Your Favorite Automobile Features May Soon Require a Subscription

Monthly payments for heated seats are just the beginning

  • BMW is charging select regions a monthly fee to access heated seats in their vehicle.
  • Monthly fees are relatively new in the automotive industry, although they’ve begun to grow in popularity.
  • Experts believe monthly fees to access select features in your car will become commonplace in the coming years.
The BMW 530e and 530i sedans.


Monthly subscriptions have been a mainstay in the technology sector for years, and it looks like automakers are finally ready to join in on the fun.

BMW recently began charging a monthly fee to access heated vehicle seats. The program is only available in select locations, but it marks one of the first notable uses of monthly subscriptions to unlock a feature that’s already present in your car. Subscriptions are nothing new to consumers (millions of people pay a monthly fee for services like Netflix and Xbox Game Pass), but paying monthly to access functionality in a vehicle you own is fairly new—and it sounds like it might be here to stay.

"With the advent of quick over-the-air updates and increased connectivity in new vehicles, offering paid subscriptions for 'features on demand' is a relatively easy way for an automaker to generate revenue after the vehicle purchase," Robby DeGraff, industry analyst at AutoPacific, told Lifewire in an email.

The History of Monthly Subscriptions in the Auto Industry

The auto industry is no stranger to monthly fees, but it’s never been done quite like this before. Subaru’s STARLINK, for example, has been around for years and requires regular payments to access features such as remote start or curfew alert. BMW has also dabbled with the monetization scheme, although DeGraff notes it has never been used for things as "basic as heated front seats."

Factory-installed features have typically been out-of-bounds when it comes to monthly subscriptions. Ongoing services and software, however, are often locked behind a paywall. Just as you pay monthly for access to Netflix’s growing catalog, STARLINK is a service that you need to pay to access. But with the ubiquity of the internet and the ease of getting gadgets online, car manufacturers are beginning to realize they can function as both an automotive and technology business.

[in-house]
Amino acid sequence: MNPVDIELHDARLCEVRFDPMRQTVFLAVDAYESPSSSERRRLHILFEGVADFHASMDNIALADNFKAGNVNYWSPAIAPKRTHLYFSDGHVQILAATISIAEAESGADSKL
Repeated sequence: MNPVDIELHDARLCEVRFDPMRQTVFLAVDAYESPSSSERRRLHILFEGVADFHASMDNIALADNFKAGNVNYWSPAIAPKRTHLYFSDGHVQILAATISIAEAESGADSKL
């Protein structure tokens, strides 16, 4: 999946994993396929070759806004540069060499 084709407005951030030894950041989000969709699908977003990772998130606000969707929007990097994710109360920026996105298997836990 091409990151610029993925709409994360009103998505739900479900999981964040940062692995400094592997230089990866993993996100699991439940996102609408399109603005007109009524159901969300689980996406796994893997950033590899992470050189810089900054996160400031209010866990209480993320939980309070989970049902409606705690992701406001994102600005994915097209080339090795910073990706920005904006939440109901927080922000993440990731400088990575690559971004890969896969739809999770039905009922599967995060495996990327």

The BMW seats with the subscription option for heating.


"The perk of today’s vehicles being so connected, from the drivetrains themselves to infotainment systems, is that automakers now have the ability to provide consumers with certain features that their vehicle may not have been equipped with at [the] time of purchase or even 'upgrades' to existing ones," DeGraff said.

Prepare for More Microtransactions

Only a few brands are exploring the options of an always-online ecosystem in 2022, but analysts believe we’ll see plenty more monthly subscriptions in the coming years. Matthias Schmidt, European automotive market analyst at Schmidt Automotive Research, told Lifewire via Twitter that they believe "this will be the future" of the industry.

Schmidt isn’t alone either, as DeGraff shares the sentiment. However, he cautions that manufacturers must find the right way to implement the strategy.

"Manufacturers need to identify the right features worth offering via an added monthly cost and then make the subscriptions as flexible as possible to the consumer and realistically priced. I don’t think our market will ever warm up to the idea of paying extra for heated seats or wireless phone charging because those are features now so common in all segments. I do, however, think there’s room for this practice when it comes to certain [Advanced Driver Assistance Systems] features or to even unlock more performance."

DeGraff says that owners could use the technology to rent specific features, such as paying for one month of hands-free driving during a roadtrip. Manufacturers could also charge for premium, over-the-air updates that unlock additional torque for sports cars or increase the range of an EV.

The Subaru media console with Starlink capabilities.


Most people still haven’t warmed up to the idea of paying monthly for features already built into their vehicle, but a recent study found that newer technology (such as in-vehicle Wi-Fi and vehicle tracking) are prime candidates for the monthly model. In other words, companies will probably associate these monthly fees with access to premium software or new features not already offered in today’s fleet. DeGraff sees plenty of room for innovation with subscription fees and is curious to see where it ends up in the years ahead.

"I like the idea of it but with reservations. The opportunities are endless and exciting to think about."

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